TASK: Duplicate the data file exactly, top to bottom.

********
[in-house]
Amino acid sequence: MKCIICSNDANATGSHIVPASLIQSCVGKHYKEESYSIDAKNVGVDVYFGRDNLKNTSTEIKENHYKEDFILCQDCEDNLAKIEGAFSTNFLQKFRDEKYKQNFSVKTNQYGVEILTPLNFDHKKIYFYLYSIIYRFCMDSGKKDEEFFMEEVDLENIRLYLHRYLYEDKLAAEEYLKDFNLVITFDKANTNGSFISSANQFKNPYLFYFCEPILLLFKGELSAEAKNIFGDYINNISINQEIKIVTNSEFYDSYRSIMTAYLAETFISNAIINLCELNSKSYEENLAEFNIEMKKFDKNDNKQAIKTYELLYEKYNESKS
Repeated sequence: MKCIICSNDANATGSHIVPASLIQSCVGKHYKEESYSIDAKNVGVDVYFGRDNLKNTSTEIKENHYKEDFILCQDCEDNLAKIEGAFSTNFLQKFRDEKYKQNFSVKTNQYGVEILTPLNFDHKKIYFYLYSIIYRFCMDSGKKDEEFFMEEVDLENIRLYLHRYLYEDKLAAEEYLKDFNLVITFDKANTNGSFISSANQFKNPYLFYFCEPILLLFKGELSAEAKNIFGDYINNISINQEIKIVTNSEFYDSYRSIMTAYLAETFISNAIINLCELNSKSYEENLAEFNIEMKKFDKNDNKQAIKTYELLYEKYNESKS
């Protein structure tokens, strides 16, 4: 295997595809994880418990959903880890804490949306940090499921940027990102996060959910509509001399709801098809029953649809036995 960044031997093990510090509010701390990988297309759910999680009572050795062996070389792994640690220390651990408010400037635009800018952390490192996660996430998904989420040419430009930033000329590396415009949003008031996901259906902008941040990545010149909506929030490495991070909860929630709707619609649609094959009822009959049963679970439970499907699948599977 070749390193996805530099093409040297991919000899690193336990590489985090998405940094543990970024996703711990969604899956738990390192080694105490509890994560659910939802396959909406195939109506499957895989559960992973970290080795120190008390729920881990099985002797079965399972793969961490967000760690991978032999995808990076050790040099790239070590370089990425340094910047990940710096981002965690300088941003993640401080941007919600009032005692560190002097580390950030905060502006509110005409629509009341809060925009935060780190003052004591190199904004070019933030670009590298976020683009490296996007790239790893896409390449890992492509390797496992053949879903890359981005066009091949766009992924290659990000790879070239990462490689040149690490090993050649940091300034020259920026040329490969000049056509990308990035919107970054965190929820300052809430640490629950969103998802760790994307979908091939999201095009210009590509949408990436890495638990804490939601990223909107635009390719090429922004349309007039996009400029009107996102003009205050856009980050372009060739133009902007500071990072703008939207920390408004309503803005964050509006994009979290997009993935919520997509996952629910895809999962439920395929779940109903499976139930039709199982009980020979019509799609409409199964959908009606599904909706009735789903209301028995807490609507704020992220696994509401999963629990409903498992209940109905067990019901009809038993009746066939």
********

[in-house]
Amino acid sequence: MKCIICSNDANATGSHIVPASLIQSCVGKHYKEESYSIDAKNVGVDVYFGRDNLKNTSTEIKENHYKEDFILCQDCEDNLAKIEGAFSTNFLQKFRDEKYKQNFSVKTNQYGVEILTPLNFDHKKIYFYLYSIIYRFCMDSGKKDEEFFMEEVDLENIRLYLHRYLYEDKLAAEEYLKDFNLVITFDKANTNGSFISSANQFKNPYLFYFCEPILLLFKGELSAEAKNIFGDYINNISINQEIKIVTNSEFYDSYRSIMTAYLAETFISNAIINLCELNSKSYEENLAEFNIEMKKFDKNDNKQAIKTYELLYEKYNESKS
Repeated sequence: MKCIICSNDANATGSHIVPASLIQSCVGKHYKEESYSIDAKNVGVDVYFGRDNLKNTSTEIKENHYKEDFILCQDCEDNLAKIEGAFSTNFLQKFRDEKYKQNFSVKTNQYGVEILTPLNFDHKKIYFYLYSIIYRFCMDSGKKDEEFFMEEVDLENIRLYLHRYLYEDKLAAEEYLKDFNLVITFDKANTNGSFISSANQFKNPYLFYFCEPILLLFKGELSAEAKNIFGDYINNISINQEIKIVTNSEFYDSYRSIMTAYLAETFISNAIINLCELNSKSYEENLAEFNIEMKKFDKNDNKQAIKTYELLYEKYNESKS
């Protein structure tokens, strides 16, 4: 295997595809994880418990959903880890804490949306940090499921940027990102996060959910509509001399709801098809029953649809036995 960044031997093990510090509010701390990988297309759910999680009572050795062996070389792994640690220390651990408010400037635009800018952390490192996660996430998904989420040419430009930033000329590396415009949003008031996901259906902008941040990545010149909506929030490495991070909860929630709707619609649609094959009822009959049963679970439970499907699948599977 070749390193996805530099093409040297991919000899690193336990590489985090998405940094543990970024996703711990969604899956738990390192080694105490509890994560659910939802396959909406195939109506499957895989559960992973970290080795120190008390729920881990099985002797079965399972793969961490967000760690991978032999995808990076050790040099790239070590370089990425340094910047990940710096981002965690300088941003993640401080941007919600009032005692560190002097580390950030905060502006509110005409629509009341809060925009935060780190003052004591190199904004070019933030670009590298976020683009490296996007790239790893896409390449890992492509390797496992053949879903890359981005066009091949766009992924290659990000790879070239990462490689040149690490090993050649940091300034020259920026040329490969000049056509990308990035919107970054965190929820300052809430640490629950969103998802760790994307979908091939999201095009210009590509949408990436890495638990804490939601990223909107635009390719090429922004349309007039996009400029009107996102003009205050856009980050372009060739133009902007500071990072703008939207920390408004309503803005964050509006994009979290997009993935919520997509996952629910895809999962439920395929779940109903499976139930039709199982009980020979019509799609409409199964959908009606599904909706009735789903209301028995807490609507704020992220696994509401999963629990409903498992209940109905067990019901009809038993009746066939």